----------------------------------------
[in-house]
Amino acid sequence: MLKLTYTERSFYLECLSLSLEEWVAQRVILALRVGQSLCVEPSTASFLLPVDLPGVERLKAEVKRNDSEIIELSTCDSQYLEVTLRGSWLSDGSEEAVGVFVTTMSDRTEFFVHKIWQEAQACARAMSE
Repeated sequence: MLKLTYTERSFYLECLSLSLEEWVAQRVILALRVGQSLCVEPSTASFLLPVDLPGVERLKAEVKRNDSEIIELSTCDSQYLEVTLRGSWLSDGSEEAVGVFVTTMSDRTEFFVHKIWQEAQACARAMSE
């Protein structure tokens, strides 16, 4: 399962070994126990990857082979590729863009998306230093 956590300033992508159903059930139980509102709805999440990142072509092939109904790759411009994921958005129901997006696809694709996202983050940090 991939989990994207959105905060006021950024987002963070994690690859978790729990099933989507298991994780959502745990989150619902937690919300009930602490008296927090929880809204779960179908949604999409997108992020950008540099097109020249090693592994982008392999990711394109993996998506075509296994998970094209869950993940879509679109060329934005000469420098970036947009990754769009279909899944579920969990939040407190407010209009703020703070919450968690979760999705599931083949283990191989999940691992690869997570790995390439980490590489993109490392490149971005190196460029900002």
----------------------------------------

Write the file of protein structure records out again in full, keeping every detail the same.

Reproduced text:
[in-house]
Amino acid sequence: MLKLTYTERSFYLECLSLSLEEWVAQRVILALRVGQSLCVEPSTASFLLPVDLPGVERLKAEVKRNDSEIIELSTCDSQYLEVTLRGSWLSDGSEEAVGVFVTTMSDRTEFFVHKIWQEAQACARAMSE
Repeated sequence: MLKLTYTERSFYLECLSLSLEEWVAQRVILALRVGQSLCVEPSTASFLLPVDLPGVERLKAEVKRNDSEIIELSTCDSQYLEVTLRGSWLSDGSEEAVGVFVTTMSDRTEFFVHKIWQEAQACARAMSE
């Protein structure tokens, strides 16, 4: 399962070994126990990857082979590729863009998306230093 956590300033992508159903059930139980509102709805999440990142072509092939109904790759411009994921958005129901997006696809694709996202983050940090 991939989990994207959105905060006021950024987002963070994690690859978790729990099933989507298991994780959502745990989150619902937690919300009930602490008296927090929880809204779960179908949604999409997108992020950008540099097109020249090693592994982008392999990711394109993996998506075509296994998970094209869950993940879509679109060329934005000469420098970036947009990754769009279909899944579920969990939040407190407010209009703020703070919450968690979760999705599931083949283990191989999940691992690869997570790995390439980490590489993109490392490149971005190196460029900002």